Blog Post - January 31st

S. John Bosco| Daily Meditation| Daily Quote by S. Padre Pio| Divine Mercy Reflection


St. John Bosco

(1815-1888)

Both Calendars

John Bosco’s theory of education could well be used in today’s schools. It was a preventive system, rejecting corporal punishment and placing students in surroundings removed from the likelihood of committing sin. He advocated frequent reception of the sacraments of Penance and Holy Communion. He combined catechetical training and fatherly guidance, seeking to unite the spiritual life with one’s work, study and play.

Encouraged during his youth to become a priest so he could work with young boys, John was ordained in 1841. His service to young people started when he met a poor orphan and instructed him in preparation for receiving Holy Communion. He then gathered young apprentices and taught them catechism.

After serving as chaplain in a hospice for working girls, John opened the Oratory of St. Francis de Sales for boys. Several wealthy and powerful patrons contributed money, enabling him to provide two workshops for the boys, shoemaking and tailoring.

By 1856, the institution had grown to 150 boys and had added a printing press for publication of religious and catechetical pamphlets. His interest in vocational education and publishing justify him as patron of young apprentices and Catholic publishers.

John’s preaching fame spread and by 1850 he had trained his own helpers because of difficulties in retaining young priests. In 1854 he and his followers informally banded together, inspired by St. Francis de Sales [January 24].

With Pope Pius IX’s encouragement, John gathered 17 men and founded the Salesians in 1859. Their activity concentrated on education and mission work. Later, he organized a group of Salesian Sisters to assist girls.

Comment:

John Bosco educated the whole person—body and soul united. He believed that Christ’s love and our faith in that love should pervade everything we do—work, study, play. For John Bosco, being a Christian was a full-time effort, not a once-a-week, Mass-on-Sunday experience. It is searching and finding God and Jesus in everything we do, letting their love lead us. Yet, because John realized the importance of job-training and the self-worth and pride that come with talent and ability, he trained his students in the trade crafts, too.

Quote:

“Every education teaches a philosophy; if not by dogma then by suggestion, by implication, by atmosphere. Every part of that education has a connection with every other part. If it does not all combine to convey some general view of life, it is not education at all” (G.K. Chesterton, The Common Man).

Patron Saint of:

Boys

Editors

Youth

Daily Meditation

Total Health Care:

We are all called upon to pray, to talk to our God about what is happening in our lives. Placing our health concerns before our loving God must be a part of our total health care--right up there with doctor's visits and our medicines. Prayer is just what the doctor should order.

Quote by S. Padre Pio:

Do not be apprehensive over past errors, nor by fears of future difficulties in the life of the Cross...

Divine Mercy Reflection

Reflections on Notebook One: 11-111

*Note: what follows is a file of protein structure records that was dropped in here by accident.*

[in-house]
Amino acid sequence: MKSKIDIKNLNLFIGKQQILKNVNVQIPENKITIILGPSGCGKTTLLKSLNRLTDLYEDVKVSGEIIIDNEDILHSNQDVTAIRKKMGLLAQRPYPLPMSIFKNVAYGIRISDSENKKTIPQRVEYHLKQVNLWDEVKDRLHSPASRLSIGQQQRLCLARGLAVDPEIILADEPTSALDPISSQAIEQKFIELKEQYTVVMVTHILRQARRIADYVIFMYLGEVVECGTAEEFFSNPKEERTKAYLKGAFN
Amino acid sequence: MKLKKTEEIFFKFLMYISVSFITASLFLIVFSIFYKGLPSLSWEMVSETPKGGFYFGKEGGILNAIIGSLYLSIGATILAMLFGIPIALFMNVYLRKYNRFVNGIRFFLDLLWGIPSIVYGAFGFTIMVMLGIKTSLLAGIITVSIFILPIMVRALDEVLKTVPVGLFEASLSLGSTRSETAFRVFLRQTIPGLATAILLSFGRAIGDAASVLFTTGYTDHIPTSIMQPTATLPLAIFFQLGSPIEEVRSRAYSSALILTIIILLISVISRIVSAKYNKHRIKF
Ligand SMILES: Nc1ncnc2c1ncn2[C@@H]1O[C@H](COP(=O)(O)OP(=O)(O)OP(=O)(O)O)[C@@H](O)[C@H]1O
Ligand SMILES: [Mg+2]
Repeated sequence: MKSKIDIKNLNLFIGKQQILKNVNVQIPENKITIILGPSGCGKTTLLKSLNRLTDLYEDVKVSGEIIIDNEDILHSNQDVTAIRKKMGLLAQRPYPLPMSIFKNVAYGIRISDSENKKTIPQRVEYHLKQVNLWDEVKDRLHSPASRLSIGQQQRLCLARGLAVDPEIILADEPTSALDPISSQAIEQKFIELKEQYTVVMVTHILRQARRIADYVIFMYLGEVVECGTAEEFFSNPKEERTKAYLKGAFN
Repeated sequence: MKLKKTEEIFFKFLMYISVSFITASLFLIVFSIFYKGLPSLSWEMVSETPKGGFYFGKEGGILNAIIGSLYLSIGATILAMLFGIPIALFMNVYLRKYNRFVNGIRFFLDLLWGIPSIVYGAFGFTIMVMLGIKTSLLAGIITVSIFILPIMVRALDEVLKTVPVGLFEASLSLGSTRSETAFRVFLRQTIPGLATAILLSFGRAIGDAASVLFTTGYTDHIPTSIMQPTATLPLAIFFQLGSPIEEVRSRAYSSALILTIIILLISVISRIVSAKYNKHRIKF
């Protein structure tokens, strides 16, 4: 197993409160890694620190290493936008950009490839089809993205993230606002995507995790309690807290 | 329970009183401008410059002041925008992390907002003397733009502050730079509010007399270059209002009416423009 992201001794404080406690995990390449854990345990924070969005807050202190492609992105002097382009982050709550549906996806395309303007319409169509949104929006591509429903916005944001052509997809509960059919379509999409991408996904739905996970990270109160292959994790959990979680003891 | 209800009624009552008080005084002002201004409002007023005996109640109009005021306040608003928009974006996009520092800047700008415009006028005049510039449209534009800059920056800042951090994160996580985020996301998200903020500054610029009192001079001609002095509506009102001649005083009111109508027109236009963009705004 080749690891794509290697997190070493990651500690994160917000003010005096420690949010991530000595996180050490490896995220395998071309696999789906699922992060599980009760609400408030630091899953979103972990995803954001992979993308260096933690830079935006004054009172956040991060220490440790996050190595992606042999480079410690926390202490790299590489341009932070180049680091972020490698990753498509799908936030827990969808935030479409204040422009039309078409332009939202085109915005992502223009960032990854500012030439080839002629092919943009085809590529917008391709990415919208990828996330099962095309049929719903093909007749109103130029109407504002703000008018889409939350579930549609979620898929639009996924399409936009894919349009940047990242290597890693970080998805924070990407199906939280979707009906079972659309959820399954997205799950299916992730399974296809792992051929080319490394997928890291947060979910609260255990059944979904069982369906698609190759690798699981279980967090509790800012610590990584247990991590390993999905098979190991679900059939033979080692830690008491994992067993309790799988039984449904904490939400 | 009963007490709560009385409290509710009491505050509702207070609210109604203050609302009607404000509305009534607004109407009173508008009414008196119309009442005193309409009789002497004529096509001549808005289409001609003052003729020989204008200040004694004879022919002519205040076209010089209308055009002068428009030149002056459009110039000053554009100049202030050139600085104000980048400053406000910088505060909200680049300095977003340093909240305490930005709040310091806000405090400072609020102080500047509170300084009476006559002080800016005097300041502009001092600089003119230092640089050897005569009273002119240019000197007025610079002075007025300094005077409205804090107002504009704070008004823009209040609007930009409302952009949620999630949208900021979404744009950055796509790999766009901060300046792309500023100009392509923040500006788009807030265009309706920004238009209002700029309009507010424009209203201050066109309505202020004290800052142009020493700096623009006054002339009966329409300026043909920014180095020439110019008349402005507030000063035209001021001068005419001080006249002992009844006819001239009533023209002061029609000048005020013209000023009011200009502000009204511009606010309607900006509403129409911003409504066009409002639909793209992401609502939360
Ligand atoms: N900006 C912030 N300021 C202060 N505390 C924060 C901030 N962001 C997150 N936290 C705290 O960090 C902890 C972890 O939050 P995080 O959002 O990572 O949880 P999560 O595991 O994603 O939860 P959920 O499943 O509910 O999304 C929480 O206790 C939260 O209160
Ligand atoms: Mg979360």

The first notebook of Saint Faustina begins her private revelations given from the Heart of Jesus to her. She writes in a beautiful and simple way. Though, as mentioned in the introduction, her actual words are not quoted in these reflections that follow, the messages that she received and articulated are presented.


In truth, her messages are those contained in Sacred Scripture and in the Tradition of our Church. And if you were to read through the lives and teachings of the saints, you would find the same revelations. God has always spoken to us throughout the ages. He speaks the one Message of Truth, and He reveals that Message in love. The revelations to Saint Faustina are one new way that God continues to speak and reveal Himself to us, His sons and daughters.


The reflections based on her first notebook, are intentionally short and focused. They are a way for you, the reader, to slowly and carefully listen to the Heart of God spoken to this great saint. Read these reflections slowly and prayerfully. Ponder them throughout the day and allow the Lord to speak to You the message He wants to give.


Reflection 30: Obedience to God


One key to holiness is obedience. Adam and Eve fell from grace by disobedience and we are restored to grace by obedience. Obedience can be hard and requires a deep interior decision. Look for opportunities to be obedient to Jesus, especially when you do not feel like doing so. Those are moments of great grace and conversion (See Diary #28).


Work at being humble today. Only through humility will we see the pride that leads to disobedience. Pride leads to an obstinate persistence in our sin and a refusal to be open to God’s abundant Mercy. Reflect upon your humble admission of sin and your willingness to repent of that sin so that you can imitate our Lord and His Blessed Mother in their act of perfect obedience to the Will of the Father in all things.


Lord, help me to humble myself before Your Divine Mercy. In that humility, help me to see not only my sin, but also the grace and Mercy You bestow so as to enter into the glorious life of grace You call me to live. May I obey Your perfect commands of love and so be filled with Your Mercy. Jesus, I trust in You.

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